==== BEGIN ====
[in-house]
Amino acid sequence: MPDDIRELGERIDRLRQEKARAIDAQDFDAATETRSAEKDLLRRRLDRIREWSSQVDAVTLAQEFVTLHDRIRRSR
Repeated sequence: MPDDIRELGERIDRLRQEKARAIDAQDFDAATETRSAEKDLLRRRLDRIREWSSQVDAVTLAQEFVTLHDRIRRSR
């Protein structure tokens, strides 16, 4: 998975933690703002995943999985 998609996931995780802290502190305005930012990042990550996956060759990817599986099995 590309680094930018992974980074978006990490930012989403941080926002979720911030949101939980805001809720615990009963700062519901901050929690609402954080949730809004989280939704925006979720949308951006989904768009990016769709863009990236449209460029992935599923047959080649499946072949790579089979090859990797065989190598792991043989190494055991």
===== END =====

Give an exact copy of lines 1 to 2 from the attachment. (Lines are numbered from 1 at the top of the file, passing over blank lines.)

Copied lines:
[in-house]
Amino acid sequence: MPDDIRELGERIDRLRQEKARAIDAQDFDAATETRSAEKDLLRRRLDRIREWSSQVDAVTLAQEFVTLHDRIRRSR